A Tale of Magical Realism
I wrote this story to try to come to grips with the
fascinating genre of magical realism. In order to more fully enjoy this tall tale,
I suggest that we explore briefly together both what magical realism
contains, and what it does not.
Events or happenstances that most people believe could occur
according to the laws of physics or according to socially accepted norms of
behavior are often defined as natural or "real." In apposition, anything
that occurs in the realm of the supernatural, whether springing from Heaven
or Hell, or even on Earth, may be referred to by a majority of people as
"Magical Realism" may therefore be defined as a story in which
any event or happenstance occurs as a result of these two "realms"--the real
and the magical-intermingling and affecting each other.
For example, an oral or written story that takes place solely
in a supernatural location such as Heaven, perhaps only involving
angels,cherubim, seraphim, and God, without reference to people or
common objects,is magical-as well as religious--but not real. Oppositely, a
tale set in the natural realm of people and common objects, without
reference to gods or demons, is real, but not magical. However, if the protagonist
in a story appeals to a Heavenly or other supernatural realm in order to
affect some event on Earth, such as a protagonist's prayer for his mother
to recover from a life-threatening illness, then this story can be
defined as being within the genre of magical realism.
The line between realism and magic, however, is often blurred
because typical occurrences on Earth, while known by a vast majority
of people as being real, are nevertheless also frequently viewed as
"miraculous" and "magical" by this same vast majority. A child's first smile,
first step, and first word are often viewed in this magical way.
Similarly, a full-arching rainbow is often seen like this.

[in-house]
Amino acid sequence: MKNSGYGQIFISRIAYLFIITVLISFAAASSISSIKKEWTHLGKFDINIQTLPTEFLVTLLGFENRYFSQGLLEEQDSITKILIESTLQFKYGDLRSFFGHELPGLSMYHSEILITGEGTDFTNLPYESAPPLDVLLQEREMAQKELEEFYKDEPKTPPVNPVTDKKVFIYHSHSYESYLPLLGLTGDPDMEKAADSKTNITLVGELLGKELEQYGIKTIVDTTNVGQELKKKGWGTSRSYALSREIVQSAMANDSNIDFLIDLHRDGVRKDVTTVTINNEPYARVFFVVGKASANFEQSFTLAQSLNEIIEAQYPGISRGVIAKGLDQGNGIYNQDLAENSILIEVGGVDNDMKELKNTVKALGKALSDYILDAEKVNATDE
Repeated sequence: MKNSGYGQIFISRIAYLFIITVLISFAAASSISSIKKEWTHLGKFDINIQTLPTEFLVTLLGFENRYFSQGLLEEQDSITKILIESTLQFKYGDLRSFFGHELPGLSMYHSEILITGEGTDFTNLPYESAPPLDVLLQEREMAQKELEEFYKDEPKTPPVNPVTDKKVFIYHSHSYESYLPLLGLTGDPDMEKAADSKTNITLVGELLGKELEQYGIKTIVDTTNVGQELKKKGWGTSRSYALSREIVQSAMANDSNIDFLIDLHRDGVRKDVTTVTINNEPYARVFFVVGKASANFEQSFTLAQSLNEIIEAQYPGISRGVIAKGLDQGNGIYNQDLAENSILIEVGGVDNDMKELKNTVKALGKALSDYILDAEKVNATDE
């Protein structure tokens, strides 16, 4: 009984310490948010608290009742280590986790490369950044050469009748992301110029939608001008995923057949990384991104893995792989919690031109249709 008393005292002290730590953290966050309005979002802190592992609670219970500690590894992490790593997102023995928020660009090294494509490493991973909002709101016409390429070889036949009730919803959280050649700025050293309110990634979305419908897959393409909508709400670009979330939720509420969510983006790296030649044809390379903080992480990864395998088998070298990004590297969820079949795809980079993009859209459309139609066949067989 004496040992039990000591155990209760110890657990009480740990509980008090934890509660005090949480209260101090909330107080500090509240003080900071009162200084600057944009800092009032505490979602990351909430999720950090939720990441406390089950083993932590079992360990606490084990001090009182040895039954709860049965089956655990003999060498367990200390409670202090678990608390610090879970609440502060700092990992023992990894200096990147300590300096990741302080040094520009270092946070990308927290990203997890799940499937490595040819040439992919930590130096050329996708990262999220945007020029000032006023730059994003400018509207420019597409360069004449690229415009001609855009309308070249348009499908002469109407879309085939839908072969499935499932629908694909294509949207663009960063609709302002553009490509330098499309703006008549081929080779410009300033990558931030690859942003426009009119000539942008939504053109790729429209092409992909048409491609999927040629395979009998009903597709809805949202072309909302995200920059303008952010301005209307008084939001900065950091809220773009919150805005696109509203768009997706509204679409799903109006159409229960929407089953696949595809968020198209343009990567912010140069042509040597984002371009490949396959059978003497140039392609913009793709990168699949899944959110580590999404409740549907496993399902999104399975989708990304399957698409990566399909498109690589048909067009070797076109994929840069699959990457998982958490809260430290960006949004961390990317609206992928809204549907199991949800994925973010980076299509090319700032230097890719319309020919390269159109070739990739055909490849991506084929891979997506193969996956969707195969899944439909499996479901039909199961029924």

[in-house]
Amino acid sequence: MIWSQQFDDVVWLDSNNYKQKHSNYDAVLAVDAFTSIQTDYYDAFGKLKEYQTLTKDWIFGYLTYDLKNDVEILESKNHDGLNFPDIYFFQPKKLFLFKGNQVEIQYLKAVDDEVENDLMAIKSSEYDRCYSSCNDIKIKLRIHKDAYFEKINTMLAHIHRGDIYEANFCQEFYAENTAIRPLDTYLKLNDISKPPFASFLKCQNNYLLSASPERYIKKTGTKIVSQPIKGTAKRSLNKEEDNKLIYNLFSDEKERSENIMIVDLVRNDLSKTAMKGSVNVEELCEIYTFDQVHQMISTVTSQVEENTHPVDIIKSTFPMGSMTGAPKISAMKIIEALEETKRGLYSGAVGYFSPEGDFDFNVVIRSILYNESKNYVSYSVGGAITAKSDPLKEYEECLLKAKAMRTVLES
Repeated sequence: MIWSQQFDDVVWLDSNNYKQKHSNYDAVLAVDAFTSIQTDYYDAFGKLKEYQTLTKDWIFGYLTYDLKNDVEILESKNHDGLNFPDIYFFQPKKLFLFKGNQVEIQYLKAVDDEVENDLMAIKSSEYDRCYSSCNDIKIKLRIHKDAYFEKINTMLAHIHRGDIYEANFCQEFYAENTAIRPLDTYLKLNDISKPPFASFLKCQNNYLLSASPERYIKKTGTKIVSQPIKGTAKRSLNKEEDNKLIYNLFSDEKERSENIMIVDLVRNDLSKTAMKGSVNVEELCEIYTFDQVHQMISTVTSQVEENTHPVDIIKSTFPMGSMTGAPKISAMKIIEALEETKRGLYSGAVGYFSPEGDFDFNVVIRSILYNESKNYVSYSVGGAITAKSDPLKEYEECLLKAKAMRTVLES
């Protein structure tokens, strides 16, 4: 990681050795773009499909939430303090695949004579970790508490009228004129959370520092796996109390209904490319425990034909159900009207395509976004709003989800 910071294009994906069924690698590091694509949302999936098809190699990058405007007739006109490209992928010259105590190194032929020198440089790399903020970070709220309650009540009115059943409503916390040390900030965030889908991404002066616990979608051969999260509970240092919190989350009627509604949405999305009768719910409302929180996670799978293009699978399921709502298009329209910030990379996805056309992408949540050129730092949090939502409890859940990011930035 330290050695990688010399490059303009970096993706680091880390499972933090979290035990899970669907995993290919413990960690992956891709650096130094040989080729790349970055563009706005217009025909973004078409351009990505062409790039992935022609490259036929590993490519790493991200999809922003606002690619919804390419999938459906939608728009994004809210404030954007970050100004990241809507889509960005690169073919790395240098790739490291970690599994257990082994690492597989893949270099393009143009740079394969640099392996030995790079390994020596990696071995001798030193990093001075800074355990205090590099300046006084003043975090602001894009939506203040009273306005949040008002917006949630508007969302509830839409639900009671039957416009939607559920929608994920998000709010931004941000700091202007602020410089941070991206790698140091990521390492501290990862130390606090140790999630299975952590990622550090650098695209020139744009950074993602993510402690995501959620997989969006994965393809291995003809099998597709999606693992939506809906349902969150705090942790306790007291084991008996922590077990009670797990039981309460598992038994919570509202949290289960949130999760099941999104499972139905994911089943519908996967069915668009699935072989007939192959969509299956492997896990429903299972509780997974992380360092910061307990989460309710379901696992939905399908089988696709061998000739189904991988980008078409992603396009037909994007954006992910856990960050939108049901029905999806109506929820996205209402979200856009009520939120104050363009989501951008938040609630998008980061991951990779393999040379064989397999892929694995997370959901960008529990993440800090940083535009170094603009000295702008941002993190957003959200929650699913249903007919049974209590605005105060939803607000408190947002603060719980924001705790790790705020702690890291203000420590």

Additionally, even when people believe that God is no longer
an important influence during the Christmas season, they still often view
people's good deeds in the name of Christmas and God as being miraculous.
Feeding the hungry and homeless and giving clothes to the poor may be
viewed as belonging to this miraculous category.
In sum, stories in which the realms of the real and the
supernatural impact each other, and stories in which readers believe that the
unfolding and resolution of events are in some way miraculous, are defined,
in my opinion, as magical realism.
Looked at as a continuum, magically real stories can range
from the most fantastical and bizarre to the most pedantic and mundane; from
the most supernatural to the most natural; from the most sacred to the
most profane;from the most metaphysical to the most physical; from the most
magical to the most real. In the language of the physical world-the
realm of science and technology--the genre of magical realism can range in
stories from the least to the most probable; that is, from the least to the
most believable."The Red Sox and the Devil's Handmaiden," while referring
often to everyday--even earthy-events, falls on the far end of the
supernatural scale. I mean, how probable is it for God and the Devil to appear
before the same person? Frankly, I think not very likely, but please feel
free to differ. Still, this and many other such fictions are written to show
that magical elements can be manifested in even the most realistic of
stories. By extension, I hope the readers' own lives are enriched, as mine
has been from penning this tale.
Of course, you and I will disagree as to what extent the
probability is of a specific event occurring in any story. Yet, I believe that
what is most probable in all magical realism tales is that they juxtapose
our normal world against a backdrop of unreality, and thereby throw
reality into sharper relief. Such stories, if nothing else, help us to see
greater beauty and other wondrous characteristics that we otherwise
might overlook and take for granted. The coastal hills of California?
Beautiful. These same hills set against the Pacific Ocean? Otherworldly.
Unimaginable. Unbelievable. Miraculous. Magical.
Magical realism, even for those who categorically deny the
existence of the supernatural, can extend all our senses, illuminate added
emotional and intellectual dimensions, and help us appreciate our most
realistic of worlds. The writing of the "Red Sox" story has been a magical
odyssey for me. I hope it provides the same for you.
© Andy Plotkin 2005
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